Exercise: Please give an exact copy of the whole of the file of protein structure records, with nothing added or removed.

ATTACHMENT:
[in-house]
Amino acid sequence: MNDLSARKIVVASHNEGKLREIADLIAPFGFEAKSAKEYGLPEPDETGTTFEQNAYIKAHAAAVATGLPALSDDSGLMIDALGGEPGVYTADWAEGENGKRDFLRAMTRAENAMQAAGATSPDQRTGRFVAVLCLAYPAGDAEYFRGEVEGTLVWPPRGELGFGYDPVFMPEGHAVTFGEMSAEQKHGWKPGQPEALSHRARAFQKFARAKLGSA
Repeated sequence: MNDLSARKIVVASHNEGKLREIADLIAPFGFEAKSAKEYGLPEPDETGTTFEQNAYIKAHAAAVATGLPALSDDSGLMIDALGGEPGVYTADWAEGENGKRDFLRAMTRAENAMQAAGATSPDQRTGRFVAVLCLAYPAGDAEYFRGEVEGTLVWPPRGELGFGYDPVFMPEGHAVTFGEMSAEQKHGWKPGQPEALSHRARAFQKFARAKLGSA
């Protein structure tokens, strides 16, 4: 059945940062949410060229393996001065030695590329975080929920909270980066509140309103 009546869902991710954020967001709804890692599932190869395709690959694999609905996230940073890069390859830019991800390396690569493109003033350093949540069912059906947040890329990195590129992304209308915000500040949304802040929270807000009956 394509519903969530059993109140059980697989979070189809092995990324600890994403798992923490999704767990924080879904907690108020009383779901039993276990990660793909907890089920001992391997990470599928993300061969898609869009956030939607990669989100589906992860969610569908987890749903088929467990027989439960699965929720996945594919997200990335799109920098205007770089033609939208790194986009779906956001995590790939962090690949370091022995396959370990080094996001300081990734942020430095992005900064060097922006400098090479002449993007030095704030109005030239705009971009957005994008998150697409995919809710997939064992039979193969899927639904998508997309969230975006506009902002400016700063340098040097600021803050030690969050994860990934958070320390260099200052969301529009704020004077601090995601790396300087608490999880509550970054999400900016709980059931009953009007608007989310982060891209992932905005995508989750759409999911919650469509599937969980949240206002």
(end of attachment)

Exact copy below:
[in-house]
Amino acid sequence: MNDLSARKIVVASHNEGKLREIADLIAPFGFEAKSAKEYGLPEPDETGTTFEQNAYIKAHAAAVATGLPALSDDSGLMIDALGGEPGVYTADWAEGENGKRDFLRAMTRAENAMQAAGATSPDQRTGRFVAVLCLAYPAGDAEYFRGEVEGTLVWPPRGELGFGYDPVFMPEGHAVTFGEMSAEQKHGWKPGQPEALSHRARAFQKFARAKLGSA
Repeated sequence: MNDLSARKIVVASHNEGKLREIADLIAPFGFEAKSAKEYGLPEPDETGTTFEQNAYIKAHAAAVATGLPALSDDSGLMIDALGGEPGVYTADWAEGENGKRDFLRAMTRAENAMQAAGATSPDQRTGRFVAVLCLAYPAGDAEYFRGEVEGTLVWPPRGELGFGYDPVFMPEGHAVTFGEMSAEQKHGWKPGQPEALSHRARAFQKFARAKLGSA
């Protein structure tokens, strides 16, 4: 059945940062949410060229393996001065030695590329975080929920909270980066509140309103 009546869902991710954020967001709804890692599932190869395709690959694999609905996230940073890069390859830019991800390396690569493109003033350093949540069912059906947040890329990195590129992304209308915000500040949304802040929270807000009956 394509519903969530059993109140059980697989979070189809092995990324600890994403798992923490999704767990924080879904907690108020009383779901039993276990990660793909907890089920001992391997990470599928993300061969898609869009956030939607990669989100589906992860969610569908987890749903088929467990027989439960699965929720996945594919997200990335799109920098205007770089033609939208790194986009779906956001995590790939962090690949370091022995396959370990080094996001300081990734942020430095992005900064060097922006400098090479002449993007030095704030109005030239705009971009957005994008998150697409995919809710997939064992039979193969899927639904998508997309969230975006506009902002400016700063340098040097600021803050030690969050994860990934958070320390260099200052969301529009704020004077601090995601790396300087608490999880509550970054999400900016709980059931009953009007608007989310982060891209992932905005995508989750759409999911919650469509599937969980949240206002």